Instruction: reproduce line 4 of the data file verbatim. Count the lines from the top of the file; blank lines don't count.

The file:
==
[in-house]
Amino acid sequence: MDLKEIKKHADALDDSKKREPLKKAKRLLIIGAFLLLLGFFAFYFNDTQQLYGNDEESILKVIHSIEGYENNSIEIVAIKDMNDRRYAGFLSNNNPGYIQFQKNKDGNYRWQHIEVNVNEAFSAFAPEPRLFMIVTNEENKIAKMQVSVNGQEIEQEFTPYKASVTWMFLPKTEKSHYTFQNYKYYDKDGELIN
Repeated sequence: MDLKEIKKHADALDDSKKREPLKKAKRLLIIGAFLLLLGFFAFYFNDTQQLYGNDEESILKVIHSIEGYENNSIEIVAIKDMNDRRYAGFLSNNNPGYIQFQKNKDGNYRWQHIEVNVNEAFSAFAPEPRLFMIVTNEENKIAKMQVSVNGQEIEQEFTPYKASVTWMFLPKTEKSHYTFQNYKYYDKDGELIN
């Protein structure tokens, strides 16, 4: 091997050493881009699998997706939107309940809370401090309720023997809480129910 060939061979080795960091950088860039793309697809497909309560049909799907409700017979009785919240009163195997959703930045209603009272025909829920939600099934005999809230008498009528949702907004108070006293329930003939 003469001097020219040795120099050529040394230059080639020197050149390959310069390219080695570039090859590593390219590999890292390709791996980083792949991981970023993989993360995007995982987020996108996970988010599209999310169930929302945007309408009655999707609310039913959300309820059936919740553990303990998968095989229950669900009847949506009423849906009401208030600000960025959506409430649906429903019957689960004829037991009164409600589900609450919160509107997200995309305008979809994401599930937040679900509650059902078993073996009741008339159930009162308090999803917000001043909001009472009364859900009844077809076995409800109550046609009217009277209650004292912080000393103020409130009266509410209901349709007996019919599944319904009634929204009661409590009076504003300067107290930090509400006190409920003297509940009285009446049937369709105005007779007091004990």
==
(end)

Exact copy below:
């Protein structure tokens, strides 16, 4: 091997050493881009699998997706939107309940809370401090309720023997809480129910 060939061979080795960091950088860039793309697809497909309560049909799907409700017979009785919240009163195997959703930045209603009272025909829920939600099934005999809230008498009528949702907004108070006293329930003939 003469001097020219040795120099050529040394230059080639020197050149390959310069390219080695570039090859590593390219590999890292390709791996980083792949991981970023993989993360995007995982987020996108996970988010599209999310169930929302945007309408009655999707609310039913959300309820059936919740553990303990998968095989229950669900009847949506009423849906009401208030600000960025959506409430649906429903019957689960004829037991009164409600589900609450919160509107997200995309305008979809994401599930937040679900509650059902078993073996009741008339159930009162308090999803917000001043909001009472009364859900009844077809076995409800109550046609009217009277209650004292912080000393103020409130009266509410209901349709007996019919599944319904009634929204009661409590009076504003300067107290930090509400006190409920003297509940009285009446049937369709105005007779007091004990």